Business rates are anticipated to rise £1bn in England next year, unwelcome news for high street firms attempting to recover from the pandemic.
September’s Consumer Prices Index (CPI) signals the amount business rates will leap next April, according to analysis from the Altus Group, the country’s largest rating advisory body.
The CPI measure determines business rate rises for the following financial year, with the Uniform Business Rate (pence in the pound tax rate) increased in-line with the headline rate of inflation.
A headline inflation rate of 3.1 per cent suggests that gross business rates bills next year from April 1 will leap by £1.04bn.
Retail firms will take on £251.22m of that overall sum, triggering concerns over the Covid recovery of ailing high street businesses.
Without government intervention at the Budget, rates will rise by £23.15m for pubs while restaurants and cafes will see their liabilities increase by £21.87m, according to forecasts.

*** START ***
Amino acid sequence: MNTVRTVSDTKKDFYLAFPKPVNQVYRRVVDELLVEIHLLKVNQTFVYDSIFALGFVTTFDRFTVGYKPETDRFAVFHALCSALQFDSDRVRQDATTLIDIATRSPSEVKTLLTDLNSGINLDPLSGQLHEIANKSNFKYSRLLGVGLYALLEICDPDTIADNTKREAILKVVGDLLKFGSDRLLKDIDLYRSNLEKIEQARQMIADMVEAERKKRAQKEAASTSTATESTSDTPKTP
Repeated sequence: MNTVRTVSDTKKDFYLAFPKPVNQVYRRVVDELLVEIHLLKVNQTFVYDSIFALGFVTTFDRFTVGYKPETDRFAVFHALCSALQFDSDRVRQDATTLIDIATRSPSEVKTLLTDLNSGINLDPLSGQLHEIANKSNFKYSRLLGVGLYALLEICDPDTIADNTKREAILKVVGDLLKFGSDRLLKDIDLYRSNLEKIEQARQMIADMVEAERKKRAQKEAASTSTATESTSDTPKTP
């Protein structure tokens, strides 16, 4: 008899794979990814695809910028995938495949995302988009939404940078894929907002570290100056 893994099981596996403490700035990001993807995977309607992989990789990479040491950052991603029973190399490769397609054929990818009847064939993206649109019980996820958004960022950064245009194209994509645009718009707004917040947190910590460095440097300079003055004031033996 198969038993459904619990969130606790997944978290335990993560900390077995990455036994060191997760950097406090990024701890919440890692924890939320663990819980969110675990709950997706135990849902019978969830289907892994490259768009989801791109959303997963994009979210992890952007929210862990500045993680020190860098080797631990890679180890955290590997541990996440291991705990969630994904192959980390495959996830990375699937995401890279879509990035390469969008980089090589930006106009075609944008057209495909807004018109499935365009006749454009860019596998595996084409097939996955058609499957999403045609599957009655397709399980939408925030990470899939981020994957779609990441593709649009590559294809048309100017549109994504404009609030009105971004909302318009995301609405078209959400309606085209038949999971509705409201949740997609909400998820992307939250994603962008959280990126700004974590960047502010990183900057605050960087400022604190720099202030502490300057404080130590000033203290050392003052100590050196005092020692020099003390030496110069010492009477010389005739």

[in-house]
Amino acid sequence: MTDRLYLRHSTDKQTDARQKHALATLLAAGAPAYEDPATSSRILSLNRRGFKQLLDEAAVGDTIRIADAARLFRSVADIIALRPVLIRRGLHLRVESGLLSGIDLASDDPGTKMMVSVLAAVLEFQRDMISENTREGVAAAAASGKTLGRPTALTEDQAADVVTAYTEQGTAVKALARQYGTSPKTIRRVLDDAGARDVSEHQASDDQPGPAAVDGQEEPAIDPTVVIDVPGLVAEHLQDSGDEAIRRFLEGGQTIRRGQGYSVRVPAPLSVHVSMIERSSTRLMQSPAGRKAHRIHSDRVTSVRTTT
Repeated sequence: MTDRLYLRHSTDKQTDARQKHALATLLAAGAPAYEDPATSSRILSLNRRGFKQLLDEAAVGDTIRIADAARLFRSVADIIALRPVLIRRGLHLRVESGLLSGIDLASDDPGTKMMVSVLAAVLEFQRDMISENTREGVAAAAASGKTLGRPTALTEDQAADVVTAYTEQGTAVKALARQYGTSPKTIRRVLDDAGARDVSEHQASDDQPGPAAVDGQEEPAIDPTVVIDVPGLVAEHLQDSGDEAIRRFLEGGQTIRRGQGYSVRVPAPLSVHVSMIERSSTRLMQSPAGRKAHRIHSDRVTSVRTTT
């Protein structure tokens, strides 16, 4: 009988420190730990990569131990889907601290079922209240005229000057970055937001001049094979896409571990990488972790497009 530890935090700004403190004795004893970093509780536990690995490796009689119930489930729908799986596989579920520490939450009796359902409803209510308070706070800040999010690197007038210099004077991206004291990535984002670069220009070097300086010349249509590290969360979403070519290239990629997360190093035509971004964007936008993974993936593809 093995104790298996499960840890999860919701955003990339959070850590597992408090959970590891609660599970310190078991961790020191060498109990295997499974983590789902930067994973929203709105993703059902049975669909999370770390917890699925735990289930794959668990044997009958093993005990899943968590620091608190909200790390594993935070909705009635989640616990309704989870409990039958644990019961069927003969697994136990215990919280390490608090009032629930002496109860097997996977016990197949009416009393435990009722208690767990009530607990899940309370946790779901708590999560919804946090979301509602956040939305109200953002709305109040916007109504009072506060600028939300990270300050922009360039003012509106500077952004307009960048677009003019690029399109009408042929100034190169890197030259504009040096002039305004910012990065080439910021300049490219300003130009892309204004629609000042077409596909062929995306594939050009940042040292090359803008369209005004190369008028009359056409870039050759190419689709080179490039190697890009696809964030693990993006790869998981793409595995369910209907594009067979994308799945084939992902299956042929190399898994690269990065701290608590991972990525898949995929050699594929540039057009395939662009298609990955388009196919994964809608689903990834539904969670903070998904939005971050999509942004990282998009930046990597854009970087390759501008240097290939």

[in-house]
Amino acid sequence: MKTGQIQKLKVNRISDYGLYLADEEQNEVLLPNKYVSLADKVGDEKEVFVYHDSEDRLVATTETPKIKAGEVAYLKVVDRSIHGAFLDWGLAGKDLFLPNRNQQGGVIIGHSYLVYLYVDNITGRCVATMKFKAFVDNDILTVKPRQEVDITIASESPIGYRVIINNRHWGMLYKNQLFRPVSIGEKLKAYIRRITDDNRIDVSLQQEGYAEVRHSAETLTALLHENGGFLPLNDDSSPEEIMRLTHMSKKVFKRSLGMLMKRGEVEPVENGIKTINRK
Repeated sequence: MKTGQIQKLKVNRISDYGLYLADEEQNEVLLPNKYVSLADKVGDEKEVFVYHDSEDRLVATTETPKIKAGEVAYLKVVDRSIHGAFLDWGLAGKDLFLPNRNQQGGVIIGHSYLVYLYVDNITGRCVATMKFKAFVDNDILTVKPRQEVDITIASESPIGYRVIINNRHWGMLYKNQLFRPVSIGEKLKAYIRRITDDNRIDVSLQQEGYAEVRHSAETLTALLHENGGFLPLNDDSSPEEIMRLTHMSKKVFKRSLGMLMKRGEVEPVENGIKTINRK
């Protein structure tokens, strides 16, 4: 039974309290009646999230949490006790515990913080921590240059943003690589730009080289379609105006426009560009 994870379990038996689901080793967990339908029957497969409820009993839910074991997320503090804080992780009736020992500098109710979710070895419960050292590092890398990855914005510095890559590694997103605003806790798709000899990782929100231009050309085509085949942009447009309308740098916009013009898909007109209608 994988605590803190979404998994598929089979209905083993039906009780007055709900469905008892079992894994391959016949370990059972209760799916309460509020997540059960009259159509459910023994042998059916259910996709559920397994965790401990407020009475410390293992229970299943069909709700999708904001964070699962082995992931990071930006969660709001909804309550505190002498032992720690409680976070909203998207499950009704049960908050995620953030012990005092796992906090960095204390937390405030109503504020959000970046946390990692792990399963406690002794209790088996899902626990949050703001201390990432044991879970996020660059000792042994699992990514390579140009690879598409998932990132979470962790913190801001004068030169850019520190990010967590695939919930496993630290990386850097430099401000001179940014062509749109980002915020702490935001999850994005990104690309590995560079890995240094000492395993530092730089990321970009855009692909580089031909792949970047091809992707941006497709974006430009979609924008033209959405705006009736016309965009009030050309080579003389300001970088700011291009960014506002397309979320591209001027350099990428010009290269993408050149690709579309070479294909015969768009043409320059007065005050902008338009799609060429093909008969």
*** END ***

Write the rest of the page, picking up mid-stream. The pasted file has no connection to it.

A rate increase would come hand in hand with the end of government pandemic support, with retail and hospitality firms presently in receipt of £6.1bn rates relief.
Rates relief will continue at reduced and capped levels until March 31 2022.
“Our clients tell us that the rates burden act as a disincentive to invest,” Robert Hayton, UK president of Altus Group, said.
He added: “The Chancellor must use the Budget to set stringent targets for the clearance of tens of thousands of outstanding challenges to facilitate the return of years of overpayments whilst also ending the ridiculous policy of increasing upwards the tax rates by inflation which are now at an unsustainable level.”